Japan
Local time: 02:05
Japanese to English
+ ...
You have a point Aug 24, 2014

Phil Hand wrote:

I'm actually more optimistic about the possibility of a Skype translator working than you. Do you remember the Google image game? Early on, G had the problem of how to get the computer to understand images, so they developed a game whereby they flashed images up to two people at the same time, and they had to write the words that the image looked like. You got points if both people wrote the same words, so that incentivised bored students to play, and very quickly, G got a remarkably accurate database of keywords reflecting what real people see in images (as opposed to what the image is putatively "of").

I raise that as an example of stuff you can do with massive participation. Is your translator having trouble understanding certain accents? Release a viral video requiring responses in which people read a certain script. You get a million responses, with all kinds of accents and a known text, and your computer gets a zillion more datapoints to improve its comprehension. Siri must be doing that already.

Once a computer system is genuinely interacting with people in a particular way, I think improvement can be very quick.


What you are describing though is recognition. Computers are pretty good at that already, as you can tell from how far voice-recognition technology has come (as well as the image example you describe).

The way I see it, the problem is not recognition, but synthesis. A computer has been taught to recognize the elements of an image, but can it create one from scratch? Similarly, even my lowly laptop can recognize complex English sentences perfectly through voice recognition, but it certainly can't come up with them on its own, or even convert them accurately into another language.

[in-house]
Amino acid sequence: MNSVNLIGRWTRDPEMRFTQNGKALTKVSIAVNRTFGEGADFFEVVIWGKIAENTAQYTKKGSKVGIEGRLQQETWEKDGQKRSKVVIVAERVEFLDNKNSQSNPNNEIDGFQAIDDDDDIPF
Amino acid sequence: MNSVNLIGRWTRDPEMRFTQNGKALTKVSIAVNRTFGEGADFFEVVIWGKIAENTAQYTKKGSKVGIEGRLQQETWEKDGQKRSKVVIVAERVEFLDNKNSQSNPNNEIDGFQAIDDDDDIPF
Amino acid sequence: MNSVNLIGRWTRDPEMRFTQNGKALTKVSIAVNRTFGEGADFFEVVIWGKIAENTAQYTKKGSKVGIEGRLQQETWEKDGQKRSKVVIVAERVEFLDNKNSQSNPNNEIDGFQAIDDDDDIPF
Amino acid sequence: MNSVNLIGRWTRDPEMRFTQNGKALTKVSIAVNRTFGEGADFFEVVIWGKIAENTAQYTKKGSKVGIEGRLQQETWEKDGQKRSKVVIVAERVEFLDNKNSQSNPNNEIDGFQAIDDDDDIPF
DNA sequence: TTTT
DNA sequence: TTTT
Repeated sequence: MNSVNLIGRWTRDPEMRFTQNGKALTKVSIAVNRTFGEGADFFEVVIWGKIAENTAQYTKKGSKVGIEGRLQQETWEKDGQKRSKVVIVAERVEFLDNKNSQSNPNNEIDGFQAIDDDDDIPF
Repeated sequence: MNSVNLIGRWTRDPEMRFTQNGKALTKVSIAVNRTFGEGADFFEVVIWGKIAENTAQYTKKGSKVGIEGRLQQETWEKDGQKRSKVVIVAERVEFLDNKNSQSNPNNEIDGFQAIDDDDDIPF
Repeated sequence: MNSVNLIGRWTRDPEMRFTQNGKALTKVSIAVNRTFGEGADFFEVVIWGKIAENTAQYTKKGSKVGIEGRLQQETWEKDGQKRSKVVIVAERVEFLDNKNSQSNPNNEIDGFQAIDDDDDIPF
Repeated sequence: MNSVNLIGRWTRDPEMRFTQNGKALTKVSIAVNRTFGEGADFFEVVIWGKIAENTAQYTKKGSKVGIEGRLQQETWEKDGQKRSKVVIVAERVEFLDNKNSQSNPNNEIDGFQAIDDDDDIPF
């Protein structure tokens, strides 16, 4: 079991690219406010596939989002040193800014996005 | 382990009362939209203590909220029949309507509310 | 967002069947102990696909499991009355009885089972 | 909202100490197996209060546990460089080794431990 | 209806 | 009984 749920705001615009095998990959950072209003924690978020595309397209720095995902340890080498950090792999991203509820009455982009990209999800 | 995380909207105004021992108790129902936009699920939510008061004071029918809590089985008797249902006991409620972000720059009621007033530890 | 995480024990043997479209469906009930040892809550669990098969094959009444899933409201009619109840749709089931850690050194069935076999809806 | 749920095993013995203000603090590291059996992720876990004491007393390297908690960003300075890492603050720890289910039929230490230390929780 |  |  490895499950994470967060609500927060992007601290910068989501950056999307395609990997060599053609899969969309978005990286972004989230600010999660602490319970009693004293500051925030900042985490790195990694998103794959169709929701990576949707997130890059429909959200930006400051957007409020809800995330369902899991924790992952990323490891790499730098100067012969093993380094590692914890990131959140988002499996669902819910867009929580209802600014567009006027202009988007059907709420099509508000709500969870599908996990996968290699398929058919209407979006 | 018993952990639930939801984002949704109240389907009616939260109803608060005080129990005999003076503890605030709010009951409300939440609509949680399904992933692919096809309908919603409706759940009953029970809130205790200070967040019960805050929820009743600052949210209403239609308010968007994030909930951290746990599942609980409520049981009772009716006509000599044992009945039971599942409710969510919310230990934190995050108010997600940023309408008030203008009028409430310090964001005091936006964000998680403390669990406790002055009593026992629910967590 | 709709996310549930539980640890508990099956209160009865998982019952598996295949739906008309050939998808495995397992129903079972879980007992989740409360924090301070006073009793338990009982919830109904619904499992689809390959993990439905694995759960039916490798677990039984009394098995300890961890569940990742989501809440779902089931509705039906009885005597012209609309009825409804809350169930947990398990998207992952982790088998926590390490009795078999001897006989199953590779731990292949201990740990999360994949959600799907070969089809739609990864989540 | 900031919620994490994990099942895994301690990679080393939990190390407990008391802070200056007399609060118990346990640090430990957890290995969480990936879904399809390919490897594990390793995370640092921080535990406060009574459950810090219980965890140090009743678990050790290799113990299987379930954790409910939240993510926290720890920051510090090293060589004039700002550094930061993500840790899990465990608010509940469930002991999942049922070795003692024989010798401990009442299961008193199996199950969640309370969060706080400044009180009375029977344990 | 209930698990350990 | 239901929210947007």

And frankly, it's more than a little scary to imagine what will happen when a machine does actually get to the point where it can synthesize data at the level of a human. Because I can guarantee that it won't stay at that level for long.

[Edited at 2014-08-24 18:18 GMT]


 

Phil Hand  Identity Verified
China
Local time: 01:05
Chinese to English
Synthesis even easier Aug 24, 2014

The problem has been that no-one ever did what computers said; and there was no way to record what people did anyway. So let's say you're trying to get your computer to learn how to accurately convey the sentiment, please take three paces to the left. It tries out various wordings. People ignore it. A few people follow the instructions as best they can, and are videotaped. But the computer can't read the video to tell if they took three steps or not. There's no feedback, the computer can't improve.

Now, none of the above applies: MMPORGs. You want to get a computer to learn how to give accurate instructions in French, you take over WoW in French, tell it to experiment with its language, count how many people do the required thing. Very quickly, it has functional French.

Once computers interact with us, they will get good at interacting with us.

As to the worry - I'm not worried because of a philosophical belief in the importance of desires to consciousness. Basically, SkyNet won't happen because computers don't want anything, and we don't actually know how to program desires in.

But I take seriously the idea that everyone could be out of a job in 20 years. Us, sure, but everyone else as well.

[Edited at 2014-08-24 18:33 GMT]


 

Orrin Cummins  Identity Verified
Japan
Local time: 02:05
Japanese to English
+ ...
... Aug 25, 2014

Phil Hand wrote:

As to the worry - I'm not worried because of a philosophical belief in the importance of desires to consciousness. Basically, SkyNet won't happen because computers don't want anything, and we don't actually know how to program desires in.


[Edited at 2014-08-24 18:33 GMT]


I hope you are right...for all of our sakes.

(continues building EMP device)


 


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Skype's real-time Translator learns how to speak from social media